Pangasinan elated over Heatwaves second win

By May 6, 2024Sports Eye

By Jesus A. Garcia Jr.

“LIGHTNING doesn’t strike twice at the same spot,” as the axiom says.

And that’s what exactly happened to our contingent to the Maharlika Pilipinas Basketball League (MPBL) Sixth Season tournament last April 27. After losing its inaugural game against the league’s co-rookie squad the Abra Weavers,75-83, last April 6 during the grand opening held at Calasiao Sports Complex, the Pangasinan Heatwaves returned to town, strong and determined to repulse the visiting Marikina Shoemasters, 80-68, with much gusto to the big delight of our province mates that trooped to the sports arena. I watched how our methodical provincial quintet started fast and furious from the beginning to the end, dominating the four quarters, 23-21, 36-32, 57-47, 80-68! That raised the Heatwaves record to two wins with three losses. (I missed the first of the three pairs of games of the day but somebody handed me a report that the 2022 champion Nueva Ecija Rice Vanguards subdued the Mindoro Tamaraws, 79-68, to boost up their drive for the title). I watched the second game how the Abra five came from 13 points behind thwarting eventually the Negros Mucovados, 69-57, improving their record to three wins with two defeats.

Recall that after Pangasinan’s defeat in the hands of Abra last April 6, our Heatwaves also succumbed to Valenzuela City Classic via a pulsating 85-86 score, 6.7 seconds left in the game, and again to the Quezon Province Huskers, 68-72. As of this writing (May 2) the round-robin elimination phase, the reigning champion Pampanga Golden Lanterns lead the 29 teams tourney with 3-1 win-loss slate. I heard from my reliable source that the Tarlac quintet quit the tourney due to financial constraints.

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I was sad to learn that during the third and final game of the best-of-three championship series of the 2024 LGU Mangaldan Inter-Commercial Basketball Tournament between Hygieia and ALSTECH teams, the game was marred by an ugly confrontation between Hygieia’s head coach Dr. Paul Palma and Jojo de Leon, one of the three referees, because of poor officiating by de Leon after the first quarter with ALSTECH leading by five points, 25-20. The exchange of words almost resulted in physical blows that Palma almost decided to give up the game but cooler heads prevailed. I went home after the first quarter because I was disgusted with De Leon. He was an incompetent whistle-blower, committing too many bad calls and I felt that the Hygieia five cannot win the game because of De Leon’s incompetence. Palma was clearly not against any member of the opposing team or the two arbiters namely Rey de Guzman and Soco (I forgot his first name).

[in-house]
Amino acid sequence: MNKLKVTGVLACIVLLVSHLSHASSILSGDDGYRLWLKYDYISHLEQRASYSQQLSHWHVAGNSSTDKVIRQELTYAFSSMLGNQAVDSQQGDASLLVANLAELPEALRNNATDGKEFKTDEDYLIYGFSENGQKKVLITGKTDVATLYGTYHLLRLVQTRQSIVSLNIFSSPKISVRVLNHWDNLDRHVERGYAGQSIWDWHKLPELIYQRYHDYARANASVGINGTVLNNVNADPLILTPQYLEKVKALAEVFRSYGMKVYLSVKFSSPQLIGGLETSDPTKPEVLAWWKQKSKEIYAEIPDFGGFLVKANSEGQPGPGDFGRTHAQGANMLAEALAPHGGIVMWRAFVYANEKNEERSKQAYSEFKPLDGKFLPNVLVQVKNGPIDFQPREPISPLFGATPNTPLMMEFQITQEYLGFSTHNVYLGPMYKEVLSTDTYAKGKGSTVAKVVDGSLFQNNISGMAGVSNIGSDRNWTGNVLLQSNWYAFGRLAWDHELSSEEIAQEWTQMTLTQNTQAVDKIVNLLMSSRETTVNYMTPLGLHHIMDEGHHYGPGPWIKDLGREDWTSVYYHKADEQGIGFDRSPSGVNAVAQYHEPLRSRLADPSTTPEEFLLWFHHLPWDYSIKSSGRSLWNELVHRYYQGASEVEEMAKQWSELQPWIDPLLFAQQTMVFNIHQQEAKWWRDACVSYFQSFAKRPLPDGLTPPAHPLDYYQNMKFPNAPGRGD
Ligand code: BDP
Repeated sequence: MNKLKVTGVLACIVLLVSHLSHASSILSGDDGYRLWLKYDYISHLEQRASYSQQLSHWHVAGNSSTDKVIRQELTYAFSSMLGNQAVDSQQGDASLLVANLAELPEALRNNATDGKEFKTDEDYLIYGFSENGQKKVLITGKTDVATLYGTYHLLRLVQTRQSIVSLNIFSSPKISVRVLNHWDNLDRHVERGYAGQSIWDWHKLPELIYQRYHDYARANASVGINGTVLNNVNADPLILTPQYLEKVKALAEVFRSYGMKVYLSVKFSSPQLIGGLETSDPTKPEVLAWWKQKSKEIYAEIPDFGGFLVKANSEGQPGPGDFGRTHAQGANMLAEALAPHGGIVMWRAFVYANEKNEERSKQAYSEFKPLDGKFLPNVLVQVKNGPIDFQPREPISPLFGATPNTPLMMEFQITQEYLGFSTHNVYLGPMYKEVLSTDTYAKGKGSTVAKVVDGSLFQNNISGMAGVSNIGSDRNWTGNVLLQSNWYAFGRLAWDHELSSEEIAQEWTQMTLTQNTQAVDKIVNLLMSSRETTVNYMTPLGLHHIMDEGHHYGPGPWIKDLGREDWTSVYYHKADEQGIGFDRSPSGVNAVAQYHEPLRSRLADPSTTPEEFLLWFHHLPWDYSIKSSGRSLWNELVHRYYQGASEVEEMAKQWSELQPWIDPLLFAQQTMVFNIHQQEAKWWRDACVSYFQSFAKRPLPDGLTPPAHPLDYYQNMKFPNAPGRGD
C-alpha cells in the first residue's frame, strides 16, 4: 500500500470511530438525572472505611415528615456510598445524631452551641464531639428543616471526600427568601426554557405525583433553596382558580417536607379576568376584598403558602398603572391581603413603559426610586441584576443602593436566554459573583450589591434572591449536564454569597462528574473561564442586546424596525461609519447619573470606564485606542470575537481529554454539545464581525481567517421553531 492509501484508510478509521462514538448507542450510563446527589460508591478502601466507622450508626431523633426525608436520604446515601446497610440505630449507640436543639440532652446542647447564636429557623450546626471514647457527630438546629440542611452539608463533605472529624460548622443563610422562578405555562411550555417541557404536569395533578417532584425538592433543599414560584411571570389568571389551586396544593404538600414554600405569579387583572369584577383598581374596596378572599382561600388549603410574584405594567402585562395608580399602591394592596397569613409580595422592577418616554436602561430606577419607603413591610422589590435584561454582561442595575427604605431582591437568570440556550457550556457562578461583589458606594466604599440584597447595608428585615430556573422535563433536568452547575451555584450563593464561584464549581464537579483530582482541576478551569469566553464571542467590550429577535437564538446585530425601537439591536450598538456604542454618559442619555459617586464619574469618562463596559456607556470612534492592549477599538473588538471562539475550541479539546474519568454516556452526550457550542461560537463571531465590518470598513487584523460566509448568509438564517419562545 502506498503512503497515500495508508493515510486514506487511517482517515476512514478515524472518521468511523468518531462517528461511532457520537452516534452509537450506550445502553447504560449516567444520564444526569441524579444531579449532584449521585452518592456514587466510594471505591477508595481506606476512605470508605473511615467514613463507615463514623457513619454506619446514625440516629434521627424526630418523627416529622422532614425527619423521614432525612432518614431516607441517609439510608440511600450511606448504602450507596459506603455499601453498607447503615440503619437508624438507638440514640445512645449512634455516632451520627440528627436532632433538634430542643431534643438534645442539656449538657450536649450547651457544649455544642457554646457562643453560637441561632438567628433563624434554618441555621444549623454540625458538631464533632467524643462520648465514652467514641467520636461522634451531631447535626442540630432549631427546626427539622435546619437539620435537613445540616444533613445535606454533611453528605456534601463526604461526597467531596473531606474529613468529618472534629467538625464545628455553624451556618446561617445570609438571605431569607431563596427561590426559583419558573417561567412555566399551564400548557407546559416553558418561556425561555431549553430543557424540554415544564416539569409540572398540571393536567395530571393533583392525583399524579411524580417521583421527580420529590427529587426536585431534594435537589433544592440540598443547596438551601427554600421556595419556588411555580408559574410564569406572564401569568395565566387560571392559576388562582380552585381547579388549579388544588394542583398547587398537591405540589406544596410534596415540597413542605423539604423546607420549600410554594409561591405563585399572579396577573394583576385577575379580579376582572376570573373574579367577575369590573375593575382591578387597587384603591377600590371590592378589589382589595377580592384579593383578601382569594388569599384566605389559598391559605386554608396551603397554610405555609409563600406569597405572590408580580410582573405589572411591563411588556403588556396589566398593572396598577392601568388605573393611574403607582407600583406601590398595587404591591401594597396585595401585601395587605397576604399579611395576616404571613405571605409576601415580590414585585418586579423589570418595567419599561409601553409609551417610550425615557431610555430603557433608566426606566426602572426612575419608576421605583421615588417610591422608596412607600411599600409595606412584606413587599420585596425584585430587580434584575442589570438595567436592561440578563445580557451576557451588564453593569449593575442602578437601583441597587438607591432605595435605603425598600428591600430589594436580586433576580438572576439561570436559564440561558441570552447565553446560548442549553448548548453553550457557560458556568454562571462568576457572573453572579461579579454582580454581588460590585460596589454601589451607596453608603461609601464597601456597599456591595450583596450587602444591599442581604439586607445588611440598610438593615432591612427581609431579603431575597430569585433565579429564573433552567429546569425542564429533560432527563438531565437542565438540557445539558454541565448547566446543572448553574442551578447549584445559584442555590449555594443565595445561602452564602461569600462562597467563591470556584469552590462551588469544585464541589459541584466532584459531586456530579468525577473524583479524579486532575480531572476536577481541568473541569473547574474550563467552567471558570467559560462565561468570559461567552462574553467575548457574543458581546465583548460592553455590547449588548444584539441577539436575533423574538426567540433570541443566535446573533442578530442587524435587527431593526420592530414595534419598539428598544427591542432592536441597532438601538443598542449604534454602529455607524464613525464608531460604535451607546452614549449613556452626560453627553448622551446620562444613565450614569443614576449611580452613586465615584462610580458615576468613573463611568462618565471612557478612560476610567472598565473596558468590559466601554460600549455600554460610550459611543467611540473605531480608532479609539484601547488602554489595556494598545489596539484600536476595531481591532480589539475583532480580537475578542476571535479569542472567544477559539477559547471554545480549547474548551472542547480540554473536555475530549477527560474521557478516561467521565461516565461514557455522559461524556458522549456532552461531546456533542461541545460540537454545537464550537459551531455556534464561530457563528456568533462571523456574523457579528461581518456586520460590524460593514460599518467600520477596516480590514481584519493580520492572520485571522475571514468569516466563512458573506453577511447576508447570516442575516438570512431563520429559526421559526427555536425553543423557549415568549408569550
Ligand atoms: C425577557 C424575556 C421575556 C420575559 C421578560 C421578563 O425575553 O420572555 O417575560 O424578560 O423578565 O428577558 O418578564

Three hours after the skirmish, I heard from my son Jazy (assistant coach of Hygieia team) by phone that they lost the match by four points, 89-93. And I was right. Yes, “it was five against six,” as some enthusiasts commented. I couldn’t agree more. The championship reached the third game with Hygieia winning the first, 97-90, losing the second, 76-89, and then this final match. The mistake of the game’s commissioner was not having enough referees as reserve to correct poor officiating like FIBA did. Lesson learned.

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QUOTE OF THE WEEK: “And you shall take no bribe, for a bribe blinds the discerning and perverts the words of the righteous. EXODUS 23: 8

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